Sisters by Penny Blackburn
We wore silk kimonos, twined roses in our hair,
danced barefoot at dawn on the dewdamp grass
as the river's morning mist haunted the garden.
Porcelain dolls, mimics of ourselves,
watched us take tea in thimble cups
glowing blue beauty, like our veins, against the light.
Our teacups now are squat and brown,
thick hands too clumsy for fragile things.
Cardigan-layered against mild winds,
we worry about flooding from the river.
There is ache and throb in our danceless legs
and no-one now sees beauty in our veins.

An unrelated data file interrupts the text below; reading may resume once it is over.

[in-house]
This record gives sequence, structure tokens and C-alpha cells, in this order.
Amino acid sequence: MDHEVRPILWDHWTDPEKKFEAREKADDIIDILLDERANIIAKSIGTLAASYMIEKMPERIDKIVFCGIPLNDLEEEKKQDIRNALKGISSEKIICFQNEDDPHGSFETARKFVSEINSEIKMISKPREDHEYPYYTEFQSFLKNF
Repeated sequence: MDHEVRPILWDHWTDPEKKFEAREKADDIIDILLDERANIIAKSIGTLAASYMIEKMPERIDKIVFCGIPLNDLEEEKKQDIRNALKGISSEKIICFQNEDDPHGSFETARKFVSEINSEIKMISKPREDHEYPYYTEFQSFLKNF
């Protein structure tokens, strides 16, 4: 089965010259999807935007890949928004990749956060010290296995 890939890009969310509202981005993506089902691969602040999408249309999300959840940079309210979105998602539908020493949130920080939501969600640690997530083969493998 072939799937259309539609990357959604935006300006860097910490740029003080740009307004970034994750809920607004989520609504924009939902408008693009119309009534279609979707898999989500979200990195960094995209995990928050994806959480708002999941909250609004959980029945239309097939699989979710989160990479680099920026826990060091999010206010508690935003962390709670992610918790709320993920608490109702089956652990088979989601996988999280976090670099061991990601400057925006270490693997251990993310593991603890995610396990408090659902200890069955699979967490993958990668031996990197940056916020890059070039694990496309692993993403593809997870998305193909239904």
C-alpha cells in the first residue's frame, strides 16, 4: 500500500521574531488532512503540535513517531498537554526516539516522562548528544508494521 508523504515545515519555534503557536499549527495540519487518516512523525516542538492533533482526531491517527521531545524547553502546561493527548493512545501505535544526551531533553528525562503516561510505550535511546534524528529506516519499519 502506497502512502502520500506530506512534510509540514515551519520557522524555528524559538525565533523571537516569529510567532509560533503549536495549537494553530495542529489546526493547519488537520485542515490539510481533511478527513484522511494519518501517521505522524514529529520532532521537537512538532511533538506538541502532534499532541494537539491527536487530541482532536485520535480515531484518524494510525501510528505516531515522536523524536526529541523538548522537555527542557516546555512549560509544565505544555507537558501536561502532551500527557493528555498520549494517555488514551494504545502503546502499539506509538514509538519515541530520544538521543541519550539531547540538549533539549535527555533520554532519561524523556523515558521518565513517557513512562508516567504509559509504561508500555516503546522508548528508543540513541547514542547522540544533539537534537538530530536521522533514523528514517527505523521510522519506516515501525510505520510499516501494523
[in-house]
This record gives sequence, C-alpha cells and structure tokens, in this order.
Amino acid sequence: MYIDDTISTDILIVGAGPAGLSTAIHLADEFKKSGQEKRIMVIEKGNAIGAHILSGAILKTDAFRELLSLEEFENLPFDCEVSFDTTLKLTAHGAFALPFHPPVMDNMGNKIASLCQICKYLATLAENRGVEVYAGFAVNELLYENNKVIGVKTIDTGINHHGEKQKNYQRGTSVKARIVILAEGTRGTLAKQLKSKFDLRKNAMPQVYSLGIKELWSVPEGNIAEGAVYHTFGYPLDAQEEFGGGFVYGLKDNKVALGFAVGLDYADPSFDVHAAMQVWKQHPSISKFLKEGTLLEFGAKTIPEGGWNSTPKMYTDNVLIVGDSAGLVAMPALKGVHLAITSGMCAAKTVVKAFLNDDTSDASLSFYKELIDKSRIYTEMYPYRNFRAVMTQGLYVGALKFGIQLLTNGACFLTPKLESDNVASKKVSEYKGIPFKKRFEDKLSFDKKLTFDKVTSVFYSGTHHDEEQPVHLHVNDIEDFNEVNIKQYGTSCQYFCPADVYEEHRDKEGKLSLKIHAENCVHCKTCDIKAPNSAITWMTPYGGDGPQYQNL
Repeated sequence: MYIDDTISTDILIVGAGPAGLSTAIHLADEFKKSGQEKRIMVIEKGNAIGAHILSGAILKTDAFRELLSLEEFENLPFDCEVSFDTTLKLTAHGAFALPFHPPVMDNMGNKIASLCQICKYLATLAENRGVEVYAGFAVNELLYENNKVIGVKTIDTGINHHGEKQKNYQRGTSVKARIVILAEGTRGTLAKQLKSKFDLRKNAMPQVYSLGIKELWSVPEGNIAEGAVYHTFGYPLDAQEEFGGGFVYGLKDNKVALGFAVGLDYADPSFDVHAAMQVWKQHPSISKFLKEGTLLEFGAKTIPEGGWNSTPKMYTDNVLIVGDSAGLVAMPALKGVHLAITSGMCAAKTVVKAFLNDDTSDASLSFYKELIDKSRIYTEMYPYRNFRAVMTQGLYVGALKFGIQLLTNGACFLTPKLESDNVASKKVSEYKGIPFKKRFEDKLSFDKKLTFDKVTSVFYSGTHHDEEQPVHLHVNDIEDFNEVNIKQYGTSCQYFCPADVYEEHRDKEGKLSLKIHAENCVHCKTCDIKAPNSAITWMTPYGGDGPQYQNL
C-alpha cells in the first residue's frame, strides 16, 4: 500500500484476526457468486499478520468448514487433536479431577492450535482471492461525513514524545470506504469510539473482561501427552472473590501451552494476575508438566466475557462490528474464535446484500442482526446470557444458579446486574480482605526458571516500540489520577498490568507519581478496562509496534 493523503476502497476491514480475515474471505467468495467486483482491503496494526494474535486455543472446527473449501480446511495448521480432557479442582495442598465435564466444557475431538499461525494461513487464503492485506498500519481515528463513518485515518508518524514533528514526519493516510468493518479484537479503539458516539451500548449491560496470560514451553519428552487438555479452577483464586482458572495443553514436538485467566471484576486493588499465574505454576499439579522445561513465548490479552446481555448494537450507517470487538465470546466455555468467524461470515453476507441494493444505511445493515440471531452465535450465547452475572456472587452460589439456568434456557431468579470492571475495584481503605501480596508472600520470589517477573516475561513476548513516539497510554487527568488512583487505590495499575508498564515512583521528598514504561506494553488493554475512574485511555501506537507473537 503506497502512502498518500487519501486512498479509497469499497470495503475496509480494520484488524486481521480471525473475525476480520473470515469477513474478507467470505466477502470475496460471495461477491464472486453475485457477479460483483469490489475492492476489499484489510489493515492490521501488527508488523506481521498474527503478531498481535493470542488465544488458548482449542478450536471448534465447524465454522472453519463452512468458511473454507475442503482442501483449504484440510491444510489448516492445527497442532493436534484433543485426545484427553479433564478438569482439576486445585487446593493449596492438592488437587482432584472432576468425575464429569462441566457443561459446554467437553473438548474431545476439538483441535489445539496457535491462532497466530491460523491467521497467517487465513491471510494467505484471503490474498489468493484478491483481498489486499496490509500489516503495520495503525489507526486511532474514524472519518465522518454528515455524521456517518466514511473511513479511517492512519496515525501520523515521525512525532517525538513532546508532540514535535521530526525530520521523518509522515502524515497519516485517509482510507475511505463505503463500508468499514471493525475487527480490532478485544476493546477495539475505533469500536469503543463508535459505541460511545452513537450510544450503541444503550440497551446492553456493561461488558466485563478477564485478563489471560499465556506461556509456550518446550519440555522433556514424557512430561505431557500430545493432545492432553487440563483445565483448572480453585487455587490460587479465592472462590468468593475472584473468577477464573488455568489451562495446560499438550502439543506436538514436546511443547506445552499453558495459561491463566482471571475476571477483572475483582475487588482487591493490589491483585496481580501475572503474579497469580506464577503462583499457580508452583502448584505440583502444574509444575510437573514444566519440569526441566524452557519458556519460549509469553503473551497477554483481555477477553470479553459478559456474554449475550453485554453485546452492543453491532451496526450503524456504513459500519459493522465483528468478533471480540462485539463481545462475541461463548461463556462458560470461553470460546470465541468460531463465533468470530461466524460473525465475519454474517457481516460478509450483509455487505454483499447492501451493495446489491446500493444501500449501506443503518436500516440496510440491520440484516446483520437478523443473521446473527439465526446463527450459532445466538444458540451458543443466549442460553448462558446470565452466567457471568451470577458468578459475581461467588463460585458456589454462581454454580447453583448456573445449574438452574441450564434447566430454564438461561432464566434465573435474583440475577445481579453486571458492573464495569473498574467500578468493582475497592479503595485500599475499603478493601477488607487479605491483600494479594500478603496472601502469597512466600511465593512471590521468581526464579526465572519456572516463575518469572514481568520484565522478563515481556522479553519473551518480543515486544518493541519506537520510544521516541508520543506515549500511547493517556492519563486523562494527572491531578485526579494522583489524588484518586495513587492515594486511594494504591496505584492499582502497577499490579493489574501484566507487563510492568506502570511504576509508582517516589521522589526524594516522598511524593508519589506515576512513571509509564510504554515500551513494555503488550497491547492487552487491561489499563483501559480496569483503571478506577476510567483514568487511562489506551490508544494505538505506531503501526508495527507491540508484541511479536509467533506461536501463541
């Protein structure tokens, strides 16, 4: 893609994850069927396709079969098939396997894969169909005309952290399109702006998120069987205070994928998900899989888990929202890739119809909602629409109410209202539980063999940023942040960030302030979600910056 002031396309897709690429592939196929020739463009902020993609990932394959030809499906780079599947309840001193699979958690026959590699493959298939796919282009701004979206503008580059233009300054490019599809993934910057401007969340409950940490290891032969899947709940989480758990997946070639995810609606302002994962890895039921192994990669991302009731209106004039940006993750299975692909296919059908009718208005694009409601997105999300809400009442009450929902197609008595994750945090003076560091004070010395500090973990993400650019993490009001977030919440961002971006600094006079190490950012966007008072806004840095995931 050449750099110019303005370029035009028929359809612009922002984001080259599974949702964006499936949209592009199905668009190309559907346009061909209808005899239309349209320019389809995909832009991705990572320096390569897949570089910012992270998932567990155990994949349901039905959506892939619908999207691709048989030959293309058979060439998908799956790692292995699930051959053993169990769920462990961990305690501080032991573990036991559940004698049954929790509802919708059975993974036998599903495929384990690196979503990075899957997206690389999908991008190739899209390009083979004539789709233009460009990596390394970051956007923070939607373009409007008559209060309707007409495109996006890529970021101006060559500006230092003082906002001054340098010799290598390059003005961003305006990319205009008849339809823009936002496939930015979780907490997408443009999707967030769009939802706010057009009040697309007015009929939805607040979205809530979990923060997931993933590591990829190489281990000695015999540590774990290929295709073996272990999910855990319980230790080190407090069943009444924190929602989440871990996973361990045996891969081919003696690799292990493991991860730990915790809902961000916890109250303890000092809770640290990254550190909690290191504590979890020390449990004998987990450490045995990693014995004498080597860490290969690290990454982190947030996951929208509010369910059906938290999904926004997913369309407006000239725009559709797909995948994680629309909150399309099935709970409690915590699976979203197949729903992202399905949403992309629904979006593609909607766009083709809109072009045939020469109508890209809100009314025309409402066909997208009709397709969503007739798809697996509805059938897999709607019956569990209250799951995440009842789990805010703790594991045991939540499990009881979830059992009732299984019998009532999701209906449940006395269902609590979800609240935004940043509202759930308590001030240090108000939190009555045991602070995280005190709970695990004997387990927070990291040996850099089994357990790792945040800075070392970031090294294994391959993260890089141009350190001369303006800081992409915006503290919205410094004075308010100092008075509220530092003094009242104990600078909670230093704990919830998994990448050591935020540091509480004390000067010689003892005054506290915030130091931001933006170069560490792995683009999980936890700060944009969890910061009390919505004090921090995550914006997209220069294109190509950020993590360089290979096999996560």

Come Sister, as the light fades from our sky,
let us dress in silk kimonos,
twist vivid roses in our pewter hair.
Penny Blackburn lives in the North East of England and writes poetry and short fiction. Her publications include pieces online in Bangor Literary Journal, Atrium and Ink, Sweat & Tears and in print with Paper Swans Press, Reader’s Digest and Maytree Press.
She is on Twitter and Facebook as @penbee8 and on Instagram as penny.blackburn.5.